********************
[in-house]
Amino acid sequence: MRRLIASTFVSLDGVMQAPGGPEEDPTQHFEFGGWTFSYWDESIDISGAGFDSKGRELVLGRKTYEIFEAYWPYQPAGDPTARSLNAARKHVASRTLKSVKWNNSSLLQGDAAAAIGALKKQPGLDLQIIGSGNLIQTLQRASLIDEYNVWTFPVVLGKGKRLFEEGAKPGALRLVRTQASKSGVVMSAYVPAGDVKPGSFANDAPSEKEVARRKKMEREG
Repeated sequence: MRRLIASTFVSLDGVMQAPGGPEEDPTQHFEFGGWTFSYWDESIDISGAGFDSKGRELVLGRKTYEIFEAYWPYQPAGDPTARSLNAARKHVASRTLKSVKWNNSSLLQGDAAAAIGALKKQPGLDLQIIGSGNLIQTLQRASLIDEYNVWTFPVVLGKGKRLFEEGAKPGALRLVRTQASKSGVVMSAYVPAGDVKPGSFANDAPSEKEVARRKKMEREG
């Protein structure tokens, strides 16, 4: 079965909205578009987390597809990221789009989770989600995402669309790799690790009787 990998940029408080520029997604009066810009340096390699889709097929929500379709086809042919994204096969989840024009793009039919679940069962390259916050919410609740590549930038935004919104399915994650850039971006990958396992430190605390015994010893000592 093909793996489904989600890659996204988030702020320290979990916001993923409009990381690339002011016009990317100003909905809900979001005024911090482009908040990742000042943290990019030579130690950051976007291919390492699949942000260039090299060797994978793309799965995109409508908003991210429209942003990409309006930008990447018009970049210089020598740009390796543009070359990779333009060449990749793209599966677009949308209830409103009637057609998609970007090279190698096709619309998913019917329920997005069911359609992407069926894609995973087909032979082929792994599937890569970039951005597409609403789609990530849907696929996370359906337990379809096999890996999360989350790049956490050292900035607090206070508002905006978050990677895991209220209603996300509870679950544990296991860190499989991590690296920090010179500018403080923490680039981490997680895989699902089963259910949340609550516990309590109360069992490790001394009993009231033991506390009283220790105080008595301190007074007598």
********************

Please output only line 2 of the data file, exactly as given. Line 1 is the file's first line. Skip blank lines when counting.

Amino acid sequence: MRRLIASTFVSLDGVMQAPGGPEEDPTQHFEFGGWTFSYWDESIDISGAGFDSKGRELVLGRKTYEIFEAYWPYQPAGDPTARSLNAARKHVASRTLKSVKWNNSSLLQGDAAAAIGALKKQPGLDLQIIGSGNLIQTLQRASLIDEYNVWTFPVVLGKGKRLFEEGAKPGALRLVRTQASKSGVVMSAYVPAGDVKPGSFANDAPSEKEVARRKKMEREG